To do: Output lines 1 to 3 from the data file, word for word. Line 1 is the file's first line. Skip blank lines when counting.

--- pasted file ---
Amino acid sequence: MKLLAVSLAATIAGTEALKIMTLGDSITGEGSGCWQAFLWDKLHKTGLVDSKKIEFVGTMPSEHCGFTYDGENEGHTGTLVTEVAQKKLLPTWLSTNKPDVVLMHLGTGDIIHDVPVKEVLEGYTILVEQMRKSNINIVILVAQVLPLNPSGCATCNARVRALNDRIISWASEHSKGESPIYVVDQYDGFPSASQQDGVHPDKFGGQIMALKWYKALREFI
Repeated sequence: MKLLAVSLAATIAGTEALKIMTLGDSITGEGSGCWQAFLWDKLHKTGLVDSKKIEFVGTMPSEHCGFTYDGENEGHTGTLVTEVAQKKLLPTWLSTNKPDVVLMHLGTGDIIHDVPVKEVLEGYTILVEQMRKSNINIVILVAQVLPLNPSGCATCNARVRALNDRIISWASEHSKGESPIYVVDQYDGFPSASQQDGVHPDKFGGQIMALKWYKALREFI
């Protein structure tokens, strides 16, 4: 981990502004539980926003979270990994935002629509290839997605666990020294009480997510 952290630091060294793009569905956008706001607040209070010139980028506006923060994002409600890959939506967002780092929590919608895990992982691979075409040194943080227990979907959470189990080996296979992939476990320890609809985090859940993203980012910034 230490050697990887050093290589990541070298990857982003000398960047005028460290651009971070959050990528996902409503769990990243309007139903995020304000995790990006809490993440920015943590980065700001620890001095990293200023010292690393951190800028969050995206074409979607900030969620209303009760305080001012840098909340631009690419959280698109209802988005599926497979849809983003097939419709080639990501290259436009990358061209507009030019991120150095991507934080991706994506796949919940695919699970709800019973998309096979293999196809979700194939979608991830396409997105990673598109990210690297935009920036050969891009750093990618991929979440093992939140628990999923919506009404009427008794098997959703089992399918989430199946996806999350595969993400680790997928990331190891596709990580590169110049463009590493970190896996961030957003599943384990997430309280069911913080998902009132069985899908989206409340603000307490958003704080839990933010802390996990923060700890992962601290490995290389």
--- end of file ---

Amino acid sequence: MKLLAVSLAATIAGTEALKIMTLGDSITGEGSGCWQAFLWDKLHKTGLVDSKKIEFVGTMPSEHCGFTYDGENEGHTGTLVTEVAQKKLLPTWLSTNKPDVVLMHLGTGDIIHDVPVKEVLEGYTILVEQMRKSNINIVILVAQVLPLNPSGCATCNARVRALNDRIISWASEHSKGESPIYVVDQYDGFPSASQQDGVHPDKFGGQIMALKWYKALREFI
Repeated sequence: MKLLAVSLAATIAGTEALKIMTLGDSITGEGSGCWQAFLWDKLHKTGLVDSKKIEFVGTMPSEHCGFTYDGENEGHTGTLVTEVAQKKLLPTWLSTNKPDVVLMHLGTGDIIHDVPVKEVLEGYTILVEQMRKSNINIVILVAQVLPLNPSGCATCNARVRALNDRIISWASEHSKGESPIYVVDQYDGFPSASQQDGVHPDKFGGQIMALKWYKALREFI
């Protein structure tokens, strides 16, 4: 981990502004539980926003979270990994935002629509290839997605666990020294009480997510 952290630091060294793009569905956008706001607040209070010139980028506006923060994002409600890959939506967002780092929590919608895990992982691979075409040194943080227990979907959470189990080996296979992939476990320890609809985090859940993203980012910034 230490050697990887050093290589990541070298990857982003000398960047005028460290651009971070959050990528996902409503769990990243309007139903995020304000995790990006809490993440920015943590980065700001620890001095990293200023010292690393951190800028969050995206074409979607900030969620209303009760305080001012840098909340631009690419959280698109209802988005599926497979849809983003097939419709080639990501290259436009990358061209507009030019991120150095991507934080991706994506796949919940695919699970709800019973998309096979293999196809979700194939979608991830396409997105990673598109990210690297935009920036050969891009750093990618991929979440093992939140628990999923919506009404009427008794098997959703089992399918989430199946996806999350595969993400680790997928990331190891596709990580590169110049463009590493970190896996961030957003599943384990997430309280069911913080998902009132069985899908989206409340603000307490958003704080839990933010802390996990923060700890992962601290490995290389």